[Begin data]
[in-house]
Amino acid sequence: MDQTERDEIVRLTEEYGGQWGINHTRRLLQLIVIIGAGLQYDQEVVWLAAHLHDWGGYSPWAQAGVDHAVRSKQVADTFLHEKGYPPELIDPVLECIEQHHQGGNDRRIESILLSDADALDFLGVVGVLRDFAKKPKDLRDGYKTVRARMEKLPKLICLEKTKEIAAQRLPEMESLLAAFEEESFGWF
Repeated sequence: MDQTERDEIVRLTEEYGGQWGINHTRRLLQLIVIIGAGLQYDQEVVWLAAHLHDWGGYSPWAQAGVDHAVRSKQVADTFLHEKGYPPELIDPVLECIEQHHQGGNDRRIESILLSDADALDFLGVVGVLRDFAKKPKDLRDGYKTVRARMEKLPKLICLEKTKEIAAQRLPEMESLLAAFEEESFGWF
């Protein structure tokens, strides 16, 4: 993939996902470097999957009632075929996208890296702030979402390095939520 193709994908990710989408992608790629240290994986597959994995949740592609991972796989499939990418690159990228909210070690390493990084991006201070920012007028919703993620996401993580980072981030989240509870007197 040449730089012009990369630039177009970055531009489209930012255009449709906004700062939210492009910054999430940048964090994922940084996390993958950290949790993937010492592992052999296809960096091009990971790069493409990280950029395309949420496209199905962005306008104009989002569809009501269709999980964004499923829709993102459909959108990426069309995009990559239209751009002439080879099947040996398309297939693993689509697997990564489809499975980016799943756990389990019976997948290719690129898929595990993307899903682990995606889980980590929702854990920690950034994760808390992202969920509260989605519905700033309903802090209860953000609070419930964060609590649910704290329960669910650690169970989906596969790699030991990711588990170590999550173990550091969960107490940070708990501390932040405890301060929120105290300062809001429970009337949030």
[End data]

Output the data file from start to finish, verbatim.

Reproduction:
[in-house]
Amino acid sequence: MDQTERDEIVRLTEEYGGQWGINHTRRLLQLIVIIGAGLQYDQEVVWLAAHLHDWGGYSPWAQAGVDHAVRSKQVADTFLHEKGYPPELIDPVLECIEQHHQGGNDRRIESILLSDADALDFLGVVGVLRDFAKKPKDLRDGYKTVRARMEKLPKLICLEKTKEIAAQRLPEMESLLAAFEEESFGWF
Repeated sequence: MDQTERDEIVRLTEEYGGQWGINHTRRLLQLIVIIGAGLQYDQEVVWLAAHLHDWGGYSPWAQAGVDHAVRSKQVADTFLHEKGYPPELIDPVLECIEQHHQGGNDRRIESILLSDADALDFLGVVGVLRDFAKKPKDLRDGYKTVRARMEKLPKLICLEKTKEIAAQRLPEMESLLAAFEEESFGWF
């Protein structure tokens, strides 16, 4: 993939996902470097999957009632075929996208890296702030979402390095939520 193709994908990710989408992608790629240290994986597959994995949740592609991972796989499939990418690159990228909210070690390493990084991006201070920012007028919703993620996401993580980072981030989240509870007197 040449730089012009990369630039177009970055531009489209930012255009449709906004700062939210492009910054999430940048964090994922940084996390993958950290949790993937010492592992052999296809960096091009990971790069493409990280950029395309949420496209199905962005306008104009989002569809009501269709999980964004499923829709993102459909959108990426069309995009990559239209751009002439080879099947040996398309297939693993689509697997990564489809499975980016799943756990389990019976997948290719690129898929595990993307899903682990995606889980980590929702854990920690950034994760808390992202969920509260989605519905700033309903802090209860953000609070419930964060609590649910704290329960669910650690169970989906596969790699030991990711588990170590999550173990550091969960107490940070708990501390932040405890301060929120105290300062809001429970009337949030």